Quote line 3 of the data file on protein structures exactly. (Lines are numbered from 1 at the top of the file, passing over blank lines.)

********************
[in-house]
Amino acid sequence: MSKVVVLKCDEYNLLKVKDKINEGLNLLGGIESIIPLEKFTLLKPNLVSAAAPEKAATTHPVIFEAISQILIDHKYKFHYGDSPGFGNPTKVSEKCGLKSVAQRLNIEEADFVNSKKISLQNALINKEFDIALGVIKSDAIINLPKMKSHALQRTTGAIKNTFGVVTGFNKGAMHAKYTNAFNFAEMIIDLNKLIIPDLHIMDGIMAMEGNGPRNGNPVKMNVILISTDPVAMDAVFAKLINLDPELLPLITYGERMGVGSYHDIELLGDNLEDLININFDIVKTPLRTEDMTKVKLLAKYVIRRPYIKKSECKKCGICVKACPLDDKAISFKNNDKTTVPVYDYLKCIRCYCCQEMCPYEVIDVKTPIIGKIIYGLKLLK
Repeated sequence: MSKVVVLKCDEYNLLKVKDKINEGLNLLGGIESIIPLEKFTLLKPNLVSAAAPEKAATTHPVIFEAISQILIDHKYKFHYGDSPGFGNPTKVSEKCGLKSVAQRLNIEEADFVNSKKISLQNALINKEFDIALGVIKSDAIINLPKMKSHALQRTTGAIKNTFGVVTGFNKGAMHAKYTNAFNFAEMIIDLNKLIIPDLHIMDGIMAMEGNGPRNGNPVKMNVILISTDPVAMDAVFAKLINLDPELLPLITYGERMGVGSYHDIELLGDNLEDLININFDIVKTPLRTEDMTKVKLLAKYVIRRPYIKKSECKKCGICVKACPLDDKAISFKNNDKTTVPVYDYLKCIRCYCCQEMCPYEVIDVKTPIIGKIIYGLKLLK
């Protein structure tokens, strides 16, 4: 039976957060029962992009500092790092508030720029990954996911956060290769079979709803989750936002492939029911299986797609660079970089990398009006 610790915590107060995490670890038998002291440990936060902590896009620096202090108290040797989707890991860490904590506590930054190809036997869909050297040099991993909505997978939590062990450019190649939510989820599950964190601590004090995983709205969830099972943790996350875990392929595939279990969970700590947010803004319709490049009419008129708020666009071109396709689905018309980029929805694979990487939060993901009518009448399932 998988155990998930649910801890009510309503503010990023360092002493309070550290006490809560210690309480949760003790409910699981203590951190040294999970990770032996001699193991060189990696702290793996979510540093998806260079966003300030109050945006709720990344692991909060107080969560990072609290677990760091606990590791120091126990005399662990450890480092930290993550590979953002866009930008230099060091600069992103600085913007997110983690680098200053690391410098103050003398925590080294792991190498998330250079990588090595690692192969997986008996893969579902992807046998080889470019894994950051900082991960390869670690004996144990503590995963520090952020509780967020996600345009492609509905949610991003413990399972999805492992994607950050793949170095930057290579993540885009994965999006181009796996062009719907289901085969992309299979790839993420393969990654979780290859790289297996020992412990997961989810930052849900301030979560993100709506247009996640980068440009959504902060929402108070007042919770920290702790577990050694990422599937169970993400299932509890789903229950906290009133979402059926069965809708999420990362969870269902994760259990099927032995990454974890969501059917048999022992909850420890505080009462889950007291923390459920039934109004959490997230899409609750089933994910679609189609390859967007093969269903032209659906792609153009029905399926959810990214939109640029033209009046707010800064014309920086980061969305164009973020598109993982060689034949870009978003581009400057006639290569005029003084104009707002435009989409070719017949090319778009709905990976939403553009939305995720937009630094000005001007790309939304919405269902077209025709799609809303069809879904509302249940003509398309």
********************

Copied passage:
Repeated sequence: MSKVVVLKCDEYNLLKVKDKINEGLNLLGGIESIIPLEKFTLLKPNLVSAAAPEKAATTHPVIFEAISQILIDHKYKFHYGDSPGFGNPTKVSEKCGLKSVAQRLNIEEADFVNSKKISLQNALINKEFDIALGVIKSDAIINLPKMKSHALQRTTGAIKNTFGVVTGFNKGAMHAKYTNAFNFAEMIIDLNKLIIPDLHIMDGIMAMEGNGPRNGNPVKMNVILISTDPVAMDAVFAKLINLDPELLPLITYGERMGVGSYHDIELLGDNLEDLININFDIVKTPLRTEDMTKVKLLAKYVIRRPYIKKSECKKCGICVKACPLDDKAISFKNNDKTTVPVYDYLKCIRCYCCQEMCPYEVIDVKTPIIGKIIYGLKLLK